This post was updated August 7 at 11:05 p.m.
Three new university apartments near Weyburn Terrace are opening to house Bruins this fall.
The Laurel, Palo Verde and Tipuana apartments off Weyburn Avenue are each eight to nine stories tall. Together, they will accommodate 2,300 transfer, third-year and fourth-year students, said Sarah Dundish, director of housing and planning, in an emailed statement.
With an initial budget of over $300 million, the development sits on the land of two former research laboratories, Warren Hall and the Hillblom Center. The new apartments are a part of UCLA’s plan announced in March to offer guaranteed university housing to all students, following the development of Olympic and Centennial residence halls, which first opened in the 2021-2022 school year.
The three new buildings predominantly feature four-bedroom, two-bathroom apartments for eight students and are fully furnished with a shared kitchen and living room space, Dundish said. Each building also includes a study lounge incorporated as a result of student feedback, said Dundish, adding that there will also be bookable group study rooms modeled after spaces at The Study at Hedrick.
Dundish said a series of student focus groups conducted prior to designing the new apartments found there were three areas of improvement students hoped to see: community, affordability and apartment availability.
The three new apartments’ 2,300 additional beds nearly double the number of undergraduate beds available in the university apartments, Dundish added in an emailed statement.
“Historically, we didn’t have that many apartment spaces to offer first-year transfer students,” Dundish said. “We’re excited to be able to offer just an abundant amount of more transfer students to apartments this year – and that’s where we’re working with feedback.”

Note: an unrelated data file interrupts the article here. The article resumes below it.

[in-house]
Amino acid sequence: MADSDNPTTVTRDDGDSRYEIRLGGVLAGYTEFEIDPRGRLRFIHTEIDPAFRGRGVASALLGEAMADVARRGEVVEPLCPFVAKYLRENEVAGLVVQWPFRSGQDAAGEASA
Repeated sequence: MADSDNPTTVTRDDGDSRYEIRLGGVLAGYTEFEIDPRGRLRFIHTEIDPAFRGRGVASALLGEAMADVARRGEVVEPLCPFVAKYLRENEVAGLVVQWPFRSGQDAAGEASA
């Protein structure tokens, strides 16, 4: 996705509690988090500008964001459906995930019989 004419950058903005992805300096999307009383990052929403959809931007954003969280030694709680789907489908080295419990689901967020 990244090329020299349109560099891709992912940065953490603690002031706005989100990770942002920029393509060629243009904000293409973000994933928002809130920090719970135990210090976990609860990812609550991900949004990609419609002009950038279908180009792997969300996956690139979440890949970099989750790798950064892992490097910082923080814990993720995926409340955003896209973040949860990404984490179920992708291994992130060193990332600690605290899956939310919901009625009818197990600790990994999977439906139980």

Some students have expressed their concerns on online forums about being assigned to housing in university apartments, given that they only indicated a preference for living on the Hill. Others were concerned that the amenities, such as kitchen appliances, would not scale to the higher-occupancy rooms. Dundish said the appliances in the room are larger to accommodate the increased number of people in each room.
A shared multipurpose room will also feature a large screen that can be used to host viewing parties and tables where students can gather throughout the day, said Jared Meyer, senior director of housing maintenance with UCLA Housing and Hospitality. Each building also has an outdoor courtyard with seating and barbecues for student use, Meyer added.
Furthermore, the multipurpose room will include a teaching kitchen equipped with burners and other appliances that UCLA chefs will use to hold demonstrations and classes throughout the year. The kitchen will also have built-in cameras so sessions can be streamed to students following along in their own kitchens, Dundish said.
Dundish added that the implementation of the teaching kitchen and providing resources such as the Bruin Plate Cookbook aims to help students transition from living on the Hill to living more independently in apartments.
While there are fewer resident assistants in the apartments than in the dorms, the number across all of the apartments is growing from 21 to 45 RAs next year, said Idriss Njike, director of UCLA Residential Life.
UCLA Residential Life also hopes to continue to ease the transition for incoming first-year transfer students with resources stemming from programs such as the Transfer Experience initiative, whose programming will expand to the apartments from their central point on the Hill, Njike said.
Transfer student-specific events include UCLA Career Center activities and an undergraduate research forum that will help transfers build community and quickly make connections with faculty, Njike said.
Njike said he is excited to see how students design their experience in these new buildings and is looking forward to working with the students throughout the year to tailor the experience to their needs.
The new buildings are also designed with sustainability in mind – they are on track for gold certification from the US Green Building Council based on measures such as energy savings and indoor air quality, Meyer said.
Each building’s lobby will also have a dashboard that shows the building’s current sustainability performance, a feature that is already added in the recently opened Gayley Heights apartments and Olympic and Centennial residence halls, Meyer added.
Laurel, Palo Verde and Tipuana trees are planted in front of their respective namesake buildings, Dundish said. She added that the tree theme, which extends from nearby spaces including Magnolia and Sycamore courts in Weyburn Terrace, represents the goal of creating a Bruin community among the apartments.
“It’s trying to build out the sense of one big community co-living together in Westwood,” Dundish said. “(That) was important to us.”